There are two sure-fire ways to make someone brought up in Ireland squirm. The first – especially effective if you’re North American and wearing tartan trousers – is to ask about “the leprechauns”. Watch them furtively check out the nearest exits.
The second is to ask if they speak Irish. Almost everyone in the country has undergone fourteen or fifteen years of daily lessons in the language and almost everyone can just about come out with a few fragments of token pidgin (the cúpla focail).
The result is a profound, squirming ambivalence about the language. On the one hand, it’s dinned into us from an early age that Irish is “part of who we are”, an ancient tongue uniquely evolved to embody the Irish national character, the official language of the state. On the other hand, our real mother tongue is English, and has been the mother tongue of our ancestors back more than six generations. And the Irish we were taught in school was not a language like French or German, a medium of communication. It was a form of advanced obedience training, a series of phenomenally complicated grammatical hoops to be jumped through.
Aidan Doyle’s A History of the Irish Language (Oxford, 2015) sheds much light on how this state of affairs came about. The author, a lecturer in Irish and linguistics in UCC, approaches Irish from the point of view of historical linguistics rather than with the customary deference of Irish-language revivalism. He concludes that as early as the mid-eighteenth century the language was doomed as an evolving, living, European vernacular. The annihilation of the Irish-speaking propertied classes in the wars of the previous century meant it had no chance to develop “print-capitalism”: no newspapers, pamphlets, contracts, novels, advertisements. It had been made the language of the dispossessed, spoken only, beautiful and utterly powerless.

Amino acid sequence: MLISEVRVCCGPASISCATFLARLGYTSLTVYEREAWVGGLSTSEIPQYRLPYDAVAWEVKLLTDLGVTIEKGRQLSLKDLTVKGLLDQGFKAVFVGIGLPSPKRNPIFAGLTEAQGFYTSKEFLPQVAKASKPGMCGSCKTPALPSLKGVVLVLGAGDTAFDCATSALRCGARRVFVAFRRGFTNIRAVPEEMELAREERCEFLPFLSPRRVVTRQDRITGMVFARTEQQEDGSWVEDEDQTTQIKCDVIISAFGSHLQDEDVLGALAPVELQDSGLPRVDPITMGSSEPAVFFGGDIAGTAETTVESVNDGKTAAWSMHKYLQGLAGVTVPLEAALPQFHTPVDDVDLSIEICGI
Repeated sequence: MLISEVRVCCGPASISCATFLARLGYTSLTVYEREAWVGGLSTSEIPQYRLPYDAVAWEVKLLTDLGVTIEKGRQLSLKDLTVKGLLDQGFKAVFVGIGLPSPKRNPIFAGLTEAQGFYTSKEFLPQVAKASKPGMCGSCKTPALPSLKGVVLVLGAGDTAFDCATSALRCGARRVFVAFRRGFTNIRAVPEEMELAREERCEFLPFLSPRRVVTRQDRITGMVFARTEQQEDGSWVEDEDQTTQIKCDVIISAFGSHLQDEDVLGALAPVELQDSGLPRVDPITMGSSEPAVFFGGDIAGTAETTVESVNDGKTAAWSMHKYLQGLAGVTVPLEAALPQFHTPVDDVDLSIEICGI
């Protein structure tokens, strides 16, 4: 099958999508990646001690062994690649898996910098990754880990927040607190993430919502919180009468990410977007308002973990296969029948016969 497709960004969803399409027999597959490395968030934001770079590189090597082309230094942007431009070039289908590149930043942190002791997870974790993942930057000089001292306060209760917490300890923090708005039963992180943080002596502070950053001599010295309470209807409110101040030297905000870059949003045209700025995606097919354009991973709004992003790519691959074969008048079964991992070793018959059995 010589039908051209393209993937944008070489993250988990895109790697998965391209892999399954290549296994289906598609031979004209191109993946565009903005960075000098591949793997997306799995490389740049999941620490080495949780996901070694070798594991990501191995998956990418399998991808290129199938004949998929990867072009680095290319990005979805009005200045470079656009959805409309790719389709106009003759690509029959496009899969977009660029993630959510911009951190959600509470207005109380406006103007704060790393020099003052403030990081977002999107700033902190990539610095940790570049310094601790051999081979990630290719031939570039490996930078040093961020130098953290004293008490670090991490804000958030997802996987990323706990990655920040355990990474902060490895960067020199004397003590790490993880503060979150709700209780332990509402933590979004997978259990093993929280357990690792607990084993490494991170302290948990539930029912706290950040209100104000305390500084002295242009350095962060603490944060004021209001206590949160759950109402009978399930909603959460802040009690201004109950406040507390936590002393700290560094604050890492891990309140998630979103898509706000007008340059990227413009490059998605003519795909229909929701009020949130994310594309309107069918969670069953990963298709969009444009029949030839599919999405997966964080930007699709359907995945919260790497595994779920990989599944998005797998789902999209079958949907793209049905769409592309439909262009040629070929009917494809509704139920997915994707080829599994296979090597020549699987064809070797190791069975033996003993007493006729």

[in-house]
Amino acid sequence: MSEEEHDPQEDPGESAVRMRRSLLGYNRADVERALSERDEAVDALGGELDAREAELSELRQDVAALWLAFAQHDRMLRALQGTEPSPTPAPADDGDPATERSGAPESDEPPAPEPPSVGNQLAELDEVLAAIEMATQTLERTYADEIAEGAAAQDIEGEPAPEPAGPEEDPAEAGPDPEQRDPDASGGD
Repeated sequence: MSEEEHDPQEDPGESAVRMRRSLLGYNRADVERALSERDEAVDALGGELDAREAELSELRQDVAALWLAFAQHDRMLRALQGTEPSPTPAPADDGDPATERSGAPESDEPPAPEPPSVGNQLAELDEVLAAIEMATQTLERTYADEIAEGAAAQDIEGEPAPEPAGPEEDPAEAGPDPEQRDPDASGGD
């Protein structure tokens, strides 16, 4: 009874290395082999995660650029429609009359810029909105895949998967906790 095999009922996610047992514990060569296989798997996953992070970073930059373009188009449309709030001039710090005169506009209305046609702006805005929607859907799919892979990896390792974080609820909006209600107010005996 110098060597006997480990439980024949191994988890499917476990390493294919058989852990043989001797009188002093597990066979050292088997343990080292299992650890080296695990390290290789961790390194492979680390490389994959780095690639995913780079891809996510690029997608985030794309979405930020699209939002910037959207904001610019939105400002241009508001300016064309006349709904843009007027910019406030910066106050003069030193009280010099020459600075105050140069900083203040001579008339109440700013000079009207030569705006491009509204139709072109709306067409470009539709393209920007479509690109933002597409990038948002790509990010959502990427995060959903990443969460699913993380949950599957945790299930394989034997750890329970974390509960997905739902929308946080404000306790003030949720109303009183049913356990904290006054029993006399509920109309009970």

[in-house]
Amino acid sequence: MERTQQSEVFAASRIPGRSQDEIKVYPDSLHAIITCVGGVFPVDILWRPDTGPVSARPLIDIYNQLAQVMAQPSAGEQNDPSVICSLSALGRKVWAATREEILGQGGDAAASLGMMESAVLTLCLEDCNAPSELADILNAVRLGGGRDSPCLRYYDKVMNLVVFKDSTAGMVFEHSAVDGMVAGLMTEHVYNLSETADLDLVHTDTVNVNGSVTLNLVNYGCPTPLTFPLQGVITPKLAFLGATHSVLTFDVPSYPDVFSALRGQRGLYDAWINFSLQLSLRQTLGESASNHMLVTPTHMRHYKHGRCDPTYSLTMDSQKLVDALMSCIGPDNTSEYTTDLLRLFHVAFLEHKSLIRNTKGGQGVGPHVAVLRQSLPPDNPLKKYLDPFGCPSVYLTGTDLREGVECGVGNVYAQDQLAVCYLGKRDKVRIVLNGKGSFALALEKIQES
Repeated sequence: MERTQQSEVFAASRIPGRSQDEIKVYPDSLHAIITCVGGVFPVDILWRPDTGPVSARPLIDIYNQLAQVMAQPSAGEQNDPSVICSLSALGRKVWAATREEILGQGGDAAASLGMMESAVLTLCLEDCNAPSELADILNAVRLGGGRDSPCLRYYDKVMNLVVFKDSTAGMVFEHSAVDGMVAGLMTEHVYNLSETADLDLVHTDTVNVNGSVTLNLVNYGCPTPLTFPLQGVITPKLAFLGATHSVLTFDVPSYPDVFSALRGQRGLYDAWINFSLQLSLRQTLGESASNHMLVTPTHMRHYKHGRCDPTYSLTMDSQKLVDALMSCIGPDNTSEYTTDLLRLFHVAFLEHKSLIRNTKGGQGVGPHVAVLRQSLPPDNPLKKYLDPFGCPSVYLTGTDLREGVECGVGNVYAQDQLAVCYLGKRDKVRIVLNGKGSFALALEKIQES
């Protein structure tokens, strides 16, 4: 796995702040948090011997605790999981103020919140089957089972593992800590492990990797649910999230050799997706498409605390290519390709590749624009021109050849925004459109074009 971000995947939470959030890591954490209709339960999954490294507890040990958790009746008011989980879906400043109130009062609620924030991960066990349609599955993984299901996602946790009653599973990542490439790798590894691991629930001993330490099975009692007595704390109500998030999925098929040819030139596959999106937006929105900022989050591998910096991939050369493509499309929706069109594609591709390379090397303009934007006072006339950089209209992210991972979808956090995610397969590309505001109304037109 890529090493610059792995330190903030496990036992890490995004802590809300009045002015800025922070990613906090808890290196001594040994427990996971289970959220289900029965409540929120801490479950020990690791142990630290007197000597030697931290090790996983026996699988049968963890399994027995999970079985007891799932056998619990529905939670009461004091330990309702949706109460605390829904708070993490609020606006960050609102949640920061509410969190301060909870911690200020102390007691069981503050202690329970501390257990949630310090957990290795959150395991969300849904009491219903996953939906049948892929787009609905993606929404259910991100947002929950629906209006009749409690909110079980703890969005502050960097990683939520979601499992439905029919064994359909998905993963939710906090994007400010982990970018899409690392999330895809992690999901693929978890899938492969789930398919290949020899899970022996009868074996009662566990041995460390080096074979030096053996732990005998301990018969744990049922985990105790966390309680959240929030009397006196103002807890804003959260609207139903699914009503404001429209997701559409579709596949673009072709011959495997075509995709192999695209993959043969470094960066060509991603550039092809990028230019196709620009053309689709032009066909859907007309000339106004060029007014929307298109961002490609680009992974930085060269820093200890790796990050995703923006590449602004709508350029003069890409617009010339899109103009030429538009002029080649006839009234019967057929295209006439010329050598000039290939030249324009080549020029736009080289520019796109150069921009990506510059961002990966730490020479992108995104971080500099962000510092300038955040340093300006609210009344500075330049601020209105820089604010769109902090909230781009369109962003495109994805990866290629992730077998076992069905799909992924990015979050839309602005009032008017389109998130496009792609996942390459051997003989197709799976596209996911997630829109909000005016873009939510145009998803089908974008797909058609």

But Doyle’s most extraordinary finding is that the language as it now exists was virtually re-invented in the late 19th century. The revival movement started and led by Douglas Hyde was an Irish version of the contemporary Europe-wide mania for nationhood, combining crude ideas about evolution with near-racist notions of ethnic purity.
It was a very strong mixture. Here is Hyde writing about his relationship with Irish in 1886: “…the language I spoke from my cradle, the language my father and grandfather and all my ancestors in an unbroken line leading up into the remote twilight of antiquity have spoken … “.
Hyde’s family came to Ireland in the Elizabethan era and were granted land in Cork in return for services to England. He learned Irish in his teens, and was almost certainly the first member of his family ever to speak it. The power of his desire for a Gaelic Irish identity to match Magyar Hungarian and Bohemian Czech must have been almost overwhelming. It was certainly blinding.
The language became a potent symbol of national identity, more important than any linguistic facts. And that is what led to its reinvention. For the enthusiasts of Hyde’s Gaelic League, the actual language still spoken in parts of the remote west and south was impure, debased by generations of contact with English. So they purified it. The end result was a small group of urban Irish-language experts whose mother-tongue was English teaching the Irish language to larger groups of students whose mother-tongue was also English. The inevitable result that English-language idioms, grammar and syntax seeped into the “revived” tongue.
The results are still with us. My own favourite example is the Irish-language sign in my local park urging dog-owners whose pets foul the grass to “Glan suas é”, “Clean it up”, an utterly idiomatic English phrasal verb translated word by word. Imagine a sign in French that says “Nettoyez-le en haut.”
So the answer to the question “Why are there no genealogical records in Irish?” is that there are no written records of any description in Irish before the twentieth century.
Is mór an trua é.